Thursday’s unveiling of the state’s most recent budget forecast certainly cast dark clouds over the Capitol in St. Paul: The shortfall for the current budget cycle is at $426 million, and the 2010-2011 biennium is short some $4.8 billion. Still, Gov. Tim Pawlenty and DFL legislative leadership were casting about for a silver lining in call-and-response press conferences this afternoon.
“This is a big challenge, but it’s a big opportunity for reform and the streamlining of government,” Pawlenty said, a variation on a talking point he hit repeatedly. “Necessity is the mother of invention.”
House Speaker Margaret Anderson Kelliher said: “There will be a lot of innovation in the Legislature about how we budget this time.”
That forced optimism aside, there sure were a lot of grim faces at the media gatherings and around the Capitol grounds. The forecast, released by the Minnesota Management and Budget office, had everyone believing that it was the worst shortfall in state’s history, even worse than that of 2002. “If it’s not the biggest, it’s pretty darn close,” Pawlenty said.
What that means is that the upcoming legislative session, slated to start Jan. 6, is nearly in full motion already. Pawlenty wants to start work immediately to clear up the shortfall for 2009, and to that end he and Anderson Kelliher and Senate Majority Leader Larry Pogemiller are sitting down for what likely will be a stomach-churning breakfast Friday morning. And indications are, from today’s comments, the cat-and-mouse has already started.
What budget items are going to be cut? No one would say for sure, and both the governor and the Democrats were cagey enough to not even offer suggestions or hints, just to say that nothing is off the table. There must’ve been some kind of record set for non-answers given in a 90-minute period today.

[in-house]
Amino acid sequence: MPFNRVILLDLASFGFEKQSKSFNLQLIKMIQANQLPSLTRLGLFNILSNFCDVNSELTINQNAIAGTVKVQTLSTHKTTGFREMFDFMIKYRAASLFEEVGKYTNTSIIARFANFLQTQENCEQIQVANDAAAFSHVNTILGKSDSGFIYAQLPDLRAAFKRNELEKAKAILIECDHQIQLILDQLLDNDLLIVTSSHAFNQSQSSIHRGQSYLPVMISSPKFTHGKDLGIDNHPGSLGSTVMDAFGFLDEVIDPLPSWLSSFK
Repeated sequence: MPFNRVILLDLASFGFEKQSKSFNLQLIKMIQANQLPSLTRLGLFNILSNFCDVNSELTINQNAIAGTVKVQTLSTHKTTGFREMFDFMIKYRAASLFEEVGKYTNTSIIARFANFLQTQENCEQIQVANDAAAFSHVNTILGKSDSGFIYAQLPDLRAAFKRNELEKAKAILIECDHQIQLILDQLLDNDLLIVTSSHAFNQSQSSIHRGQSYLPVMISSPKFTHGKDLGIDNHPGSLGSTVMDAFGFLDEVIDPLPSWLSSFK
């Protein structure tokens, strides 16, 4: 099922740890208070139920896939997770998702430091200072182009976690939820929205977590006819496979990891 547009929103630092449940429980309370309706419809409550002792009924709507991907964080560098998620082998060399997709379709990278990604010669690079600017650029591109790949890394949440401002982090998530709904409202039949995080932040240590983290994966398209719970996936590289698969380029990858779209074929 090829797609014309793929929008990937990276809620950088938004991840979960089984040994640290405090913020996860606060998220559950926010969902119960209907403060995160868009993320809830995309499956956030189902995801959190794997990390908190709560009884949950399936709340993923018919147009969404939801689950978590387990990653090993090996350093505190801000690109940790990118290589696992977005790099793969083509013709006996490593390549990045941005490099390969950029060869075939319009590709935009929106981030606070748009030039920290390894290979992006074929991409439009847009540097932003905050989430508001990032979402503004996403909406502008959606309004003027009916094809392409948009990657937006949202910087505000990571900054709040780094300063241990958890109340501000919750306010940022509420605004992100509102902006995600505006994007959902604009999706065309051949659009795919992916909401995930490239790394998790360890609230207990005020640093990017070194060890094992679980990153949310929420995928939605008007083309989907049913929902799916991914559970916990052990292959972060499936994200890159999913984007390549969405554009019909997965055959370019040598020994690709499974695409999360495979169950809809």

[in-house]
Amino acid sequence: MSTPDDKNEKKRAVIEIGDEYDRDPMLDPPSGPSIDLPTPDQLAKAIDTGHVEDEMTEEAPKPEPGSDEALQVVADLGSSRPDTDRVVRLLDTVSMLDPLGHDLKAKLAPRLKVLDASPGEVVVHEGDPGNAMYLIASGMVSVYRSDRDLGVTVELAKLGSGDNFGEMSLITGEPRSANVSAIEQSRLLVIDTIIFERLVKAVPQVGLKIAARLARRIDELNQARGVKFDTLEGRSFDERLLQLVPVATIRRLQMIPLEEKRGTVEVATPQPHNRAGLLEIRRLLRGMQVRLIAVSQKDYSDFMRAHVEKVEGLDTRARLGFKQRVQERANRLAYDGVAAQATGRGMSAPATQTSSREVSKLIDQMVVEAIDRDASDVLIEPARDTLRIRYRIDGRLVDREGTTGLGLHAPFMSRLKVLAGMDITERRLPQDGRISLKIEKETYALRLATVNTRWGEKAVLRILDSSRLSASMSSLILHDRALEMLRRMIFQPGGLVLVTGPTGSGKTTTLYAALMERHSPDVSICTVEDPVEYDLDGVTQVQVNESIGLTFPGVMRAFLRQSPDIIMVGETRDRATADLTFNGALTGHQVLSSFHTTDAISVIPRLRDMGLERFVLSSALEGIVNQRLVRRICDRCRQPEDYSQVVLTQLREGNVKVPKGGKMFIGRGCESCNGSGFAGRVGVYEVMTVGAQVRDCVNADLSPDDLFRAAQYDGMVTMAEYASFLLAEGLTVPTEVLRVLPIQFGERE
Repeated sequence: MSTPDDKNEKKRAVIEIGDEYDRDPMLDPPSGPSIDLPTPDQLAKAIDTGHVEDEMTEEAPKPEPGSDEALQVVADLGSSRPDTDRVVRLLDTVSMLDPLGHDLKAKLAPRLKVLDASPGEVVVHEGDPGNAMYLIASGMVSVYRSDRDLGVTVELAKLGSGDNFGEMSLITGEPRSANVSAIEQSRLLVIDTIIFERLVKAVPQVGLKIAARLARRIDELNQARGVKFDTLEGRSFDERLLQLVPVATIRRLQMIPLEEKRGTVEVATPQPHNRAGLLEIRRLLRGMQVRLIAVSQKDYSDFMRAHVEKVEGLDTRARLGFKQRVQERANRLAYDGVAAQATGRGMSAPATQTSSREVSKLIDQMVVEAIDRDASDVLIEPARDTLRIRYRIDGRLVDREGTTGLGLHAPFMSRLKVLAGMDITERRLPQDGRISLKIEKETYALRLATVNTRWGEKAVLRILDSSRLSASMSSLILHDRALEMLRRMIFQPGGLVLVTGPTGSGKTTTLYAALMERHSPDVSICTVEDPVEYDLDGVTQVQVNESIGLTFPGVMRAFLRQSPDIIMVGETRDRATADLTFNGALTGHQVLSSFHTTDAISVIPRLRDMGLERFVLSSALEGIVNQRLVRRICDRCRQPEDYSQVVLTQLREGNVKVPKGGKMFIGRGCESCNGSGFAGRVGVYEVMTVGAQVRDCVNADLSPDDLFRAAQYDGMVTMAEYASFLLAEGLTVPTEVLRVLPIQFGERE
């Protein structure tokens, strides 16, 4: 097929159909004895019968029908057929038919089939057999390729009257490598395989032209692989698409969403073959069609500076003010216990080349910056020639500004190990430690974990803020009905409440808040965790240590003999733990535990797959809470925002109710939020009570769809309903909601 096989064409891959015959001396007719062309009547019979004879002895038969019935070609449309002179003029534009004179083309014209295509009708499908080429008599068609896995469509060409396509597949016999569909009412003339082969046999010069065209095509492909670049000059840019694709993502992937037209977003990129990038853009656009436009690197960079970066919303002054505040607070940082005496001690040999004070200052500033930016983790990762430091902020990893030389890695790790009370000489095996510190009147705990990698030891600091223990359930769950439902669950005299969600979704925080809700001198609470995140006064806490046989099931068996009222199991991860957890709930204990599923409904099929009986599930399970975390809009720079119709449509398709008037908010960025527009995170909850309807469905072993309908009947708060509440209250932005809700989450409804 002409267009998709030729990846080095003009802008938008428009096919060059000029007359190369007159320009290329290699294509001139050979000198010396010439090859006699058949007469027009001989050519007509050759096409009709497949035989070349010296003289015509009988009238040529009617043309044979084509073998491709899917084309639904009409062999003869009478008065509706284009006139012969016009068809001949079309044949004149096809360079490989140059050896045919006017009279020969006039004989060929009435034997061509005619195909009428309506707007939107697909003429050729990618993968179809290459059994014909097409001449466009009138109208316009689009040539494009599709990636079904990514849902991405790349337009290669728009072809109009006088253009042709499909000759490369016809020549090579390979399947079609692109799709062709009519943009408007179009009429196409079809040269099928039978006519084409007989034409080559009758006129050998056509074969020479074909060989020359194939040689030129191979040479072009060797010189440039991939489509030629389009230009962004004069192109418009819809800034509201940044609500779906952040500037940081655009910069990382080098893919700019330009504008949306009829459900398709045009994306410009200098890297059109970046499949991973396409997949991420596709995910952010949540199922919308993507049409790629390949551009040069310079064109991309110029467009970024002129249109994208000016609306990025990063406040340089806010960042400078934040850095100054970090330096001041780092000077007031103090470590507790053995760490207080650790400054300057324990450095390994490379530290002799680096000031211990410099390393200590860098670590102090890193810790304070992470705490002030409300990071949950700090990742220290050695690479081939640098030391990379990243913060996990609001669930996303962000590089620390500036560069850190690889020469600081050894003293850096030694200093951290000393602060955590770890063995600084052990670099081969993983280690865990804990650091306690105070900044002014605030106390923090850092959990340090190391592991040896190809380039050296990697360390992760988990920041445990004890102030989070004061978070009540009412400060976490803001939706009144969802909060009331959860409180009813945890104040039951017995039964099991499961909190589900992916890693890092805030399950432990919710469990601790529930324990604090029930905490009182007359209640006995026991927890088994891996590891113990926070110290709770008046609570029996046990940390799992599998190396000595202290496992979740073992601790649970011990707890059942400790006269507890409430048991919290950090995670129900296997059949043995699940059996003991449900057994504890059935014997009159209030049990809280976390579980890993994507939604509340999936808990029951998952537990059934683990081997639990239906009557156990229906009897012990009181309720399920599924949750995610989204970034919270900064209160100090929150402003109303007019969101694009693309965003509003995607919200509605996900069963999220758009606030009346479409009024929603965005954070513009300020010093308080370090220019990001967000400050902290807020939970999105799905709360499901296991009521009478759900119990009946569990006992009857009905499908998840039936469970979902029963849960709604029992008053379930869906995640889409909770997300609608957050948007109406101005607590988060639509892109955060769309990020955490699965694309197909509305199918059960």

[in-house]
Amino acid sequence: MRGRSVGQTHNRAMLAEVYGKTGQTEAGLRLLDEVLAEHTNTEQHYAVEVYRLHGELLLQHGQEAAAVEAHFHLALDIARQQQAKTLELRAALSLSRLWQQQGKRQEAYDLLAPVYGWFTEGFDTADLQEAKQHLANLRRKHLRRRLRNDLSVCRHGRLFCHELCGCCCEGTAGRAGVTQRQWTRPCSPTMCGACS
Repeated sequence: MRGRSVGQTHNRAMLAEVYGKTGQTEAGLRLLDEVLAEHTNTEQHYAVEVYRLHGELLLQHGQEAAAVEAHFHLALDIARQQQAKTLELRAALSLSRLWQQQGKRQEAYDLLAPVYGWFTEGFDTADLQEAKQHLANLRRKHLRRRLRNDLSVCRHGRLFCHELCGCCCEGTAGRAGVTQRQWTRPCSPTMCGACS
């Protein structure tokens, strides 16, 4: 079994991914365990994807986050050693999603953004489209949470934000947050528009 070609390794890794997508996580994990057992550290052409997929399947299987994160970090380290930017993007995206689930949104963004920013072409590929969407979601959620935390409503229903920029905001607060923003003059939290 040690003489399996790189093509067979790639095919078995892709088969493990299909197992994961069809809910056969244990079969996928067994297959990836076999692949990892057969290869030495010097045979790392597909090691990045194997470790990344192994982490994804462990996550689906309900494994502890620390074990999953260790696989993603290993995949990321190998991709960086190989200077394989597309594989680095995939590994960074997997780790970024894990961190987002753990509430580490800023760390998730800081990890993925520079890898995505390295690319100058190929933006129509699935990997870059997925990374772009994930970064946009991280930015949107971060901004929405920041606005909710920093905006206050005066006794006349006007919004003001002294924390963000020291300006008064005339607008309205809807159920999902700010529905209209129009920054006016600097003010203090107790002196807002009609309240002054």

In fact, Pawlenty said more about the possibility of getting federal dollars into state coffers than anything else, but took great pains to rail against federal budget policies. This indicated that at least some of his battle will be waged on the national stage — you know, should he ever want to run for president or something like that. And DFLers, who wield considerable power with strong majorities in both the House and the Senate, managed to take 30 minutes of questions from reporters without ever uttering the dreaded word “taxes.”
“I think many of you,” House Majority Leader Tony Sertich said, “are trying to read the last page of the book first.”
Cut and hack vs. tax and spend
Well, let’s at least jump past the prologue and wade into where some cuts may come — and what budgetary couch cushions might have some chump change hiding in them.
For starters, Pawlenty ran some numbers on the current shortfall, and noted that there’s $155 million in reserves, meaning there’s some $271 million from the current budget that needs to go. For a clue as to how some of that might be made up, Pawlenty offered past practices like automating paperwork in some departments and consolidating and/or elimination some state agencies, which he took pains to point out he had done. (This, no doubt, was at least in part an effort to distance himself from the mess.)